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Exchange traded funds, centre stage in a price war that has sharply reduced the cost of investment vehicles, appear to be playing a leading role in another revolution that is slashing the cost of investing — the proliferation of low or no-fee online platforms and apps.
A recent survey by PwC of industry participants representing around 80 per cent of global ETF assets found that online platforms were now forecast to be the primary source of future ETF demand.
And that surge in expected demand from online platforms is partly because they are a natural home for ETFs, according to Marie Coady, PwC global ETF leader.
“ETFs provide an attractive investment option for platforms . . . offering benefits including lower costs, increased transparency and the ability to trade instantly,” she said.
ETFs are, for example, the only vehicle offered by UK start-up InvestEngine, which offers a free self-directed investment platform as well as a low-cost managed portfolio business. However, the three-year-old platform is capitalising on a trend towards greater uptake of ETFs which has also been detected by longer-standing online brokerages.
Scalable Capital, a €6bn digital investment platform available in several European countries which, along with other so-called neobrokers, has helped to turbocharge ETF investment in Germany, offers access to a broad range of securities. However, Erik Podzuweit, co-founder and co-chief executive, said investors on its online brokerage service mainly come for ETFs.
Also reacting to the rise in interest in ETFs is Hargreaves Lansdown, a stalwart of the UK investment scene which has just announced that it will launch research on ETFs.
Emma Wall, head of investment analytics and research at Hargreaves Lansdown, said it had always offered ETFs but had not offered ETF research before because until recently there had been relatively little interest in the products on its platform.
“In the past few years we’ve seen growing demand for ETFs,” she said, adding that at the vanguard of this change in investment behaviour were younger investors who tended to trade more frequently but who typically invested in a broader range of instruments than their older counterparts.
Part of the appeal of ETFs is their cheaper cost.
Not only have there been successive records set for flows into exchange traded funds, which tend to charge lower fees than their mutual fund peers, but also a relentless price war between competing providers that shows no sign of abating. The price cutting suggests providers know that costs are increasingly important to consumers.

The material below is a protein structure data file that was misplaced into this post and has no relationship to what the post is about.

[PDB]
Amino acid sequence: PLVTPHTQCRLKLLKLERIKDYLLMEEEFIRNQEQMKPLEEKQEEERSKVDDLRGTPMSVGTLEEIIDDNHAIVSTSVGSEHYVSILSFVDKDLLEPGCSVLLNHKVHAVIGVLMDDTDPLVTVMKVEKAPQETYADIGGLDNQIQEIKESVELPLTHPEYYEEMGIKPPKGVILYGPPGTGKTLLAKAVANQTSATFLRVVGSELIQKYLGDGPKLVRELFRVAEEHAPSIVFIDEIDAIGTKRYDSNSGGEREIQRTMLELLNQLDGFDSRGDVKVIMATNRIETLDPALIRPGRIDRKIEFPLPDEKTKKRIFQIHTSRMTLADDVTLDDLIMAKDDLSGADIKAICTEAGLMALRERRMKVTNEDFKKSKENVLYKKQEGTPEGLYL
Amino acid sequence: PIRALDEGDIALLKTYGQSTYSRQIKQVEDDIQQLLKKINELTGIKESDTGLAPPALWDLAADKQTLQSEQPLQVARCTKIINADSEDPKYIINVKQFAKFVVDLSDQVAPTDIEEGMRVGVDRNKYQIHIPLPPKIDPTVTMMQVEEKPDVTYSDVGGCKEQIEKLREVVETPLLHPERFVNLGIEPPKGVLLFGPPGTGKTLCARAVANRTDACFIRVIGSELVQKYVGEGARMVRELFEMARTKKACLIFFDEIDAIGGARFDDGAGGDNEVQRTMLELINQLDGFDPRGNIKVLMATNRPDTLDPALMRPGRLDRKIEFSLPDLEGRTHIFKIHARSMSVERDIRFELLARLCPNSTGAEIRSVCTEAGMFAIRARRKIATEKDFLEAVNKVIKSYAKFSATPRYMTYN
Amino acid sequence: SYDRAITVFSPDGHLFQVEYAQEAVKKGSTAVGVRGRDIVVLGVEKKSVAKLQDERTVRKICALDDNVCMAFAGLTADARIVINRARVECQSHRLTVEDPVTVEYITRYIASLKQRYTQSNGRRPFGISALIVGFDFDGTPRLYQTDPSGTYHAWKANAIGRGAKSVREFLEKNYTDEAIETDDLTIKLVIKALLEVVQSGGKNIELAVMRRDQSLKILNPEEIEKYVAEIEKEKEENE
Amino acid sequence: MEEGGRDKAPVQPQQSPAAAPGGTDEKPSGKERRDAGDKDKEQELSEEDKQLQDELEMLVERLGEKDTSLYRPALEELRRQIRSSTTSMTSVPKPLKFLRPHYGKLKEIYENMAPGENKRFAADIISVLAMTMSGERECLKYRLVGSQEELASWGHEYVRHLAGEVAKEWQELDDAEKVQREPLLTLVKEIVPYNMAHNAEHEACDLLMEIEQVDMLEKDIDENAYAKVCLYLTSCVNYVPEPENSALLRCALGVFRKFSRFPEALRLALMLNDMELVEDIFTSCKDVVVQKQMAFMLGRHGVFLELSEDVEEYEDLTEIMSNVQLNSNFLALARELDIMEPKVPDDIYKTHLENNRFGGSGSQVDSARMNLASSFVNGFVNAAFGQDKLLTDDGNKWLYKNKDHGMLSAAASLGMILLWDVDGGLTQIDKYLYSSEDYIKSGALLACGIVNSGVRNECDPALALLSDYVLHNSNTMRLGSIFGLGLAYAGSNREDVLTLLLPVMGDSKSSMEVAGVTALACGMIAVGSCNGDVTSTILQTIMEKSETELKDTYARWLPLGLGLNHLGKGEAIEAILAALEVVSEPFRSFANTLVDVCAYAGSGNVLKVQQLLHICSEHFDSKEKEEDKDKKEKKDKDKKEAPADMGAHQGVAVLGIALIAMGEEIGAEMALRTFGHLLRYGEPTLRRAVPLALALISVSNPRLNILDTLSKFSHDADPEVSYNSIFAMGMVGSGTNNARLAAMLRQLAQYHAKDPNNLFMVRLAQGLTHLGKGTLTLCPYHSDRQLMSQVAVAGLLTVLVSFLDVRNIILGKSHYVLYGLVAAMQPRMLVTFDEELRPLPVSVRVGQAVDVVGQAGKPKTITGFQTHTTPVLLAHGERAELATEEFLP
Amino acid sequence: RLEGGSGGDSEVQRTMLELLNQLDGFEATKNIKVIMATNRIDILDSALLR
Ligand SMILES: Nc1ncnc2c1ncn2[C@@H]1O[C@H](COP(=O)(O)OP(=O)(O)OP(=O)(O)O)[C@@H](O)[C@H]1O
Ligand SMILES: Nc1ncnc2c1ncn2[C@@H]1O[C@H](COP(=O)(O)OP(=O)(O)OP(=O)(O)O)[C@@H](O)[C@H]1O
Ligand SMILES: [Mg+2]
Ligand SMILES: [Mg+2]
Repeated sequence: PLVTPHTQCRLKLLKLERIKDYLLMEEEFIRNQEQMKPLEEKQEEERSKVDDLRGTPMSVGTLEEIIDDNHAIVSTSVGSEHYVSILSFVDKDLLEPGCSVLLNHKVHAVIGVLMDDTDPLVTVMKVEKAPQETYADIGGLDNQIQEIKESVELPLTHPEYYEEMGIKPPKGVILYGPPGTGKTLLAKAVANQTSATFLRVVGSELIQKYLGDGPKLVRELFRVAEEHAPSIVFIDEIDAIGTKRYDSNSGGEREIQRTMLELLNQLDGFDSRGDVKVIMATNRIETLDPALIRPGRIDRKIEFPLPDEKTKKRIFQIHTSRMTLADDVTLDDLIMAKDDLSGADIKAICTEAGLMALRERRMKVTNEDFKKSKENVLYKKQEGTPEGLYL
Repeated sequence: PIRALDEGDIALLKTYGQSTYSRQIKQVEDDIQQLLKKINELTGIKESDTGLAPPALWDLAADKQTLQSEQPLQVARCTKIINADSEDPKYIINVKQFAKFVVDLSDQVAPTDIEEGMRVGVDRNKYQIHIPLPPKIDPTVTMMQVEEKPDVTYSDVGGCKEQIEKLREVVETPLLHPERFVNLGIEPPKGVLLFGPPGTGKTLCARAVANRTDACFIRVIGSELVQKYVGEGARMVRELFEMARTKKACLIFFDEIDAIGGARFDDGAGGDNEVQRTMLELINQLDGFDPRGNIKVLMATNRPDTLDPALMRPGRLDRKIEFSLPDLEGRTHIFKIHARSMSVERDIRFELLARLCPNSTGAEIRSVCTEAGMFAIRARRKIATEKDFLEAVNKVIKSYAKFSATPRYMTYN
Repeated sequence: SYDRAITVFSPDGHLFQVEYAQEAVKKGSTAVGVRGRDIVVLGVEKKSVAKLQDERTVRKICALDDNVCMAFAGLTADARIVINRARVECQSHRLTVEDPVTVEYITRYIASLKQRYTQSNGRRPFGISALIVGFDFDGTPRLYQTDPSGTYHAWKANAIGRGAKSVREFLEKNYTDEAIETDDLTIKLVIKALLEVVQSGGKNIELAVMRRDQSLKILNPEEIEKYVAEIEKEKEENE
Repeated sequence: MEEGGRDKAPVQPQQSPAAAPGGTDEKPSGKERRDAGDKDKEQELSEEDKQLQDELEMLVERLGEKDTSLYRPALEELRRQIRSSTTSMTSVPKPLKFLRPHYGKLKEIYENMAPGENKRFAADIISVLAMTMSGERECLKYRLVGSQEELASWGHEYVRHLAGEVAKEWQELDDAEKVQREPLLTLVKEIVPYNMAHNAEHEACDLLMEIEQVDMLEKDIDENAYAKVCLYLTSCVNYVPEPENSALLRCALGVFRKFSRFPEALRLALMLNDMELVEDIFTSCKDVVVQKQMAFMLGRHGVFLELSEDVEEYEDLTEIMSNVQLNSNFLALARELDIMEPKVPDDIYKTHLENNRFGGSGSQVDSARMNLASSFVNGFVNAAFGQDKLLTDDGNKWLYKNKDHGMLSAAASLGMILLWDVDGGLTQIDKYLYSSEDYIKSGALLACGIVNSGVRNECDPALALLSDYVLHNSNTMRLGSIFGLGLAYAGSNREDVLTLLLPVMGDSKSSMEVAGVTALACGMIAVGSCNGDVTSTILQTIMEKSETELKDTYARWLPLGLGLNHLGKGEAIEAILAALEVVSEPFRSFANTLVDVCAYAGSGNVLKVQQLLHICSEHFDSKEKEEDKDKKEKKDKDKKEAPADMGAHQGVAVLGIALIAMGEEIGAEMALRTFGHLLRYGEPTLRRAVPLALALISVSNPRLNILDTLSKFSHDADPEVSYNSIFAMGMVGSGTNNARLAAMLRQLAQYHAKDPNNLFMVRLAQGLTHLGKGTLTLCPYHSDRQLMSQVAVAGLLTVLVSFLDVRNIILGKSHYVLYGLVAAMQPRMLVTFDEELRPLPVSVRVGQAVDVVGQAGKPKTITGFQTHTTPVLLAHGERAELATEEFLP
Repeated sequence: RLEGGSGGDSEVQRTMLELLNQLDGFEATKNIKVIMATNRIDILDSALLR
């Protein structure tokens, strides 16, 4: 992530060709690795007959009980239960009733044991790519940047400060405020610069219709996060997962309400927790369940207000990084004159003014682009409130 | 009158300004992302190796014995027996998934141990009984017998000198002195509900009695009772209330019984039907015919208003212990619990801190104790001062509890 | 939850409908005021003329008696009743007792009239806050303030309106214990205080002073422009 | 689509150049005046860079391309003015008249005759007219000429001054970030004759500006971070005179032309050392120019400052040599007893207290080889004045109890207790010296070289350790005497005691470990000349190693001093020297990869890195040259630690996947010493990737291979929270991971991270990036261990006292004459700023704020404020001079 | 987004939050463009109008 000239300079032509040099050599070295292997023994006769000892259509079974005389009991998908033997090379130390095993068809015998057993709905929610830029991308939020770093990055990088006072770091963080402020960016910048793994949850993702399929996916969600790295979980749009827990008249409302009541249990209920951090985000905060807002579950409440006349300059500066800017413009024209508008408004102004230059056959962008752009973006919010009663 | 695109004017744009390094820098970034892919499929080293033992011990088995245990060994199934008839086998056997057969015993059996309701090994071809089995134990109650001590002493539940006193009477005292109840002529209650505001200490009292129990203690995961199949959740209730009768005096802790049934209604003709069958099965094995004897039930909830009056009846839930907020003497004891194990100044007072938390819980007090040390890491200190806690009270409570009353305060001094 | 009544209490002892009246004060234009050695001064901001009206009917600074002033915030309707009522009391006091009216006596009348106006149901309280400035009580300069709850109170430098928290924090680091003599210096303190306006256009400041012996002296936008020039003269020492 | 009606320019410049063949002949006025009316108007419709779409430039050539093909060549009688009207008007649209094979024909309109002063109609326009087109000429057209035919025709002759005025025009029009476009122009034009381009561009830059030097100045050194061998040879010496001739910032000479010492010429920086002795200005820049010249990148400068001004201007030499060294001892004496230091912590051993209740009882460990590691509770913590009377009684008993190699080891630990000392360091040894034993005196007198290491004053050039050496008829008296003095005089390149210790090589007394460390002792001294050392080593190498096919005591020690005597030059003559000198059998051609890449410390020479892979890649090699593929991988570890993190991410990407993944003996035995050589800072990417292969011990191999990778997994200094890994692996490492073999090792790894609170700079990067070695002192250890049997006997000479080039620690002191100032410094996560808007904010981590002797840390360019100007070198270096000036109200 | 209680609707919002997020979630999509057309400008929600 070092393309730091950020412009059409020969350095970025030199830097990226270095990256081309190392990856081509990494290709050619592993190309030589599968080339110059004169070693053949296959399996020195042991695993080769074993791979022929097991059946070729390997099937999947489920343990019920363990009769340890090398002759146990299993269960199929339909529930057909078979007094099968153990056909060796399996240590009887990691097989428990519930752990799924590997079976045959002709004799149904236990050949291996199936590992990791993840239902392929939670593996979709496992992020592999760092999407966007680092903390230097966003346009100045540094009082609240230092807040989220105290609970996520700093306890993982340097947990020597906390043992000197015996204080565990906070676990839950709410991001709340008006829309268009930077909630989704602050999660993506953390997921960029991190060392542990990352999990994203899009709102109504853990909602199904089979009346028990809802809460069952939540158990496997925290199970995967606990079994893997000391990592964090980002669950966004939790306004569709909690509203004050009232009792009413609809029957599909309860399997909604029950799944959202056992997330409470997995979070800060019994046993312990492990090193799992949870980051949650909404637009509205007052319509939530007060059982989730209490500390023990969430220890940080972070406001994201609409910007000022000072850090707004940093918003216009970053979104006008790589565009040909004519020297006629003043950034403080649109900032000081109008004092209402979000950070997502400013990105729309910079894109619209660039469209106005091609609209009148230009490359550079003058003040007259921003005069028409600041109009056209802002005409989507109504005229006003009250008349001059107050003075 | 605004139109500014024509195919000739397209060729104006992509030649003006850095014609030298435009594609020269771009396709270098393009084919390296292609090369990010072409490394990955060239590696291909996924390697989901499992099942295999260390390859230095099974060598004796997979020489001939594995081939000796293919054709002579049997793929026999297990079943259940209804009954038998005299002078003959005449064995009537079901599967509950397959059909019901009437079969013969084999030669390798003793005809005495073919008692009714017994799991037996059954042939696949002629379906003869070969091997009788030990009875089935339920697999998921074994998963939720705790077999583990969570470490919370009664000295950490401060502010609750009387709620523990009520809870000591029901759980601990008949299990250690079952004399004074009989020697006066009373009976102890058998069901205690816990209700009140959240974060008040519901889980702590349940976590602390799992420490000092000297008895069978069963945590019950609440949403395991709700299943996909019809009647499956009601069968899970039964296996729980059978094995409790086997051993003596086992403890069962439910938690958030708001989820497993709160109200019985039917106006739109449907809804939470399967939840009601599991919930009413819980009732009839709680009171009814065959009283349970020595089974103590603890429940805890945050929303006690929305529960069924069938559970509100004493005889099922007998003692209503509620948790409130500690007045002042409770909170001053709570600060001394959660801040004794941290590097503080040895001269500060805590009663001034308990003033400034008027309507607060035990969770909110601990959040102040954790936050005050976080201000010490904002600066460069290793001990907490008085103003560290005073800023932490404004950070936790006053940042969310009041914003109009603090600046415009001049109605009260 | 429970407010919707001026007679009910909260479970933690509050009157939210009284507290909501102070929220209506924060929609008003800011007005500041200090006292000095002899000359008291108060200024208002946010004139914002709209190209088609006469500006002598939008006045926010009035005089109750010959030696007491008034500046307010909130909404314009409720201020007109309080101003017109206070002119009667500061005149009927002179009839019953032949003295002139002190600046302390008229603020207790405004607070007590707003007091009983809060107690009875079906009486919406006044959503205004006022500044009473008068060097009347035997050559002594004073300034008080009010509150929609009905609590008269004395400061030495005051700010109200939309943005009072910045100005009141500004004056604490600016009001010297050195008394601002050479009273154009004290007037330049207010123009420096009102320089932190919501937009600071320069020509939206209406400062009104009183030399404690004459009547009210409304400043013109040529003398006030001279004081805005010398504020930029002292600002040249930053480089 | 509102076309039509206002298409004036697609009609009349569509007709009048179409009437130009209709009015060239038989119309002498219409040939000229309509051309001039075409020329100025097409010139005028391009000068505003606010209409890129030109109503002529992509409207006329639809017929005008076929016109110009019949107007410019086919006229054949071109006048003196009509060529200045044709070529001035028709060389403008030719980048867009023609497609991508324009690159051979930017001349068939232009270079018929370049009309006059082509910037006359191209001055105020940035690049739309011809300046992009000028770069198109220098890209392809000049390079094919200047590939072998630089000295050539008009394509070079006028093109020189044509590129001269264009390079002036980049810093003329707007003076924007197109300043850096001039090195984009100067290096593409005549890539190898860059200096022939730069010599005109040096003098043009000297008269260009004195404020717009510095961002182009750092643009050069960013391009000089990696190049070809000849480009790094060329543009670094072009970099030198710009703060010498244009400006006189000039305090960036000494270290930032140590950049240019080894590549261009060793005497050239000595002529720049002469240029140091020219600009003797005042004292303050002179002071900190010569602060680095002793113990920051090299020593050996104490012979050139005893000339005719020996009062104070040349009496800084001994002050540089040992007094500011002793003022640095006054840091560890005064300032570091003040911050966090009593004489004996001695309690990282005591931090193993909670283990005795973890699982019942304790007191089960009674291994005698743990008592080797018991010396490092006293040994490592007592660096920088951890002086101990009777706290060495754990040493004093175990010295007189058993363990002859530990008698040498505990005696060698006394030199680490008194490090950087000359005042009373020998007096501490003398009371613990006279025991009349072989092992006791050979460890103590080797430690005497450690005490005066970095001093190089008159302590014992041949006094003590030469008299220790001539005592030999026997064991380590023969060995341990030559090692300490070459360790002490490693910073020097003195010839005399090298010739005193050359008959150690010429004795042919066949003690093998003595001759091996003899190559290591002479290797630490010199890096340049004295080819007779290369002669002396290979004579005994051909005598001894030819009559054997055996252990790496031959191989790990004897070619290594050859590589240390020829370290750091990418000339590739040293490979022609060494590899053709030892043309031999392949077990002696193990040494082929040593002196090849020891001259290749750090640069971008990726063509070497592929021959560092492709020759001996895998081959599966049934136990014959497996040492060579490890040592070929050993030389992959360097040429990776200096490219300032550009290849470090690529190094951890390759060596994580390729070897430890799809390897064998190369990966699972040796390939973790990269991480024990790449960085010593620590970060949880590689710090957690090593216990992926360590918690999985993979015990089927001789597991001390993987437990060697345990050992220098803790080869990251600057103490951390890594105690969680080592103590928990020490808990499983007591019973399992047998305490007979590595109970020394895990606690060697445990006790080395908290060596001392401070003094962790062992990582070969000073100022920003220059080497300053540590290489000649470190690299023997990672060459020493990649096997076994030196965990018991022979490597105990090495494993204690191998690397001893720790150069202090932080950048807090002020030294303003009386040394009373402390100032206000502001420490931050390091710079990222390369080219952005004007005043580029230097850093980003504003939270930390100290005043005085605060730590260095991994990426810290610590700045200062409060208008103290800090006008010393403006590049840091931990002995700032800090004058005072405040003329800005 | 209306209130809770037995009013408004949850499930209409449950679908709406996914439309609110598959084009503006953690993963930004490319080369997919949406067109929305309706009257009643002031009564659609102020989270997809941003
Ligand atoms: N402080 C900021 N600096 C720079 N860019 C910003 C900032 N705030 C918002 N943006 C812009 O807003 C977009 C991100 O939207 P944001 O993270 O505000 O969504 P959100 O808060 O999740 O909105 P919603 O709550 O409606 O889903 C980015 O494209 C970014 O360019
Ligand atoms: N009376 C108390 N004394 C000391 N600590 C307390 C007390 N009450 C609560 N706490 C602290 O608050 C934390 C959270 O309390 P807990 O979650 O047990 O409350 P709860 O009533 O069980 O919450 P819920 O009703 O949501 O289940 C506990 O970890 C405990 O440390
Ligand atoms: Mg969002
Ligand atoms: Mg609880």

Now platforms are also beginning to respond to that price consciousness. As Dzmitry Lipski, head of funds research at the UK’s Interactive Investor platform, said: “Thanks to their [mainly] passive structure, ETFs [tend to be] much cheaper to run and so ongoing charges tend to be less . . . but fund costs are only part of the story.”
AJ Bell, one of the UK’s largest investment platforms, is the latest to unveil a series of cuts to annual charges, foreign exchange and exit fees as well as launching a simplified trading app called Dodl that will charge no trading fees, putting it in direct competition with investment and trading start-ups.
While it is not possible to say whether ETF investors are driving the move to lower platform costs, they will certainly be able to benefit from them. The demand from online platforms or apps for ETFs is expected to be even stronger in the US where the PwC report found 96 per cent of respondents thought they would be a significant source of demand, vs 76 per cent for Europe.
In Podzuweit’s view, the rise in popularity of ETFs can be traced to the aftermath of the financial crisis, which he said fostered a distrust of traditional distribution channels that in Germany were controlled by banks.
“People were saying: ‘Oh, my bank has never told me about ETFs’,” Podzuweit said, adding that the fact that banks had not promoted them had actually increased their appeal. “ETFs became the first financial product that wasn’t sold, it was bought.”
Platform and app fees
Investment platform costs can be hard to assess and compare. Some platforms charge a one-off fee when you open your account. Many make a regular monthly, quarterly or annual charge. Then, potentially, you could expect dealing costs, other charges such as for regular investments or dividend reinvestment and possibly an exit fee.
Platform fees can also differ depending on whether you decide to invest a large or small amount. Some platforms might charge a higher annual fee, but trading costs can be negligible or even free.
However, even completely no-fee apps and platforms that claim to make no charges at all may not necessarily be the cheapest option. Many countries, including the US and Germany, for example, currently allow a payment for order flow model (PFOF) which could mean that the online brokers are not incentivised to find the best execution prices with the tightest spreads.
Services such as the UK’s CompareThePlatform price-comparison website can help to steer investors through available choices, but in the end investors need to educate themselves about the additional costs on top of fund ownership.
“The main lesson that I always say to people is lower your costs and look at asset allocation, making sure you’ve diversified around the world and diversified through sectors,” said Bella Caridade-Ferreira, chief executive of Fundscape and driving force behind CompareThePlatform. After that, she said, another tip would be to trade infrequently.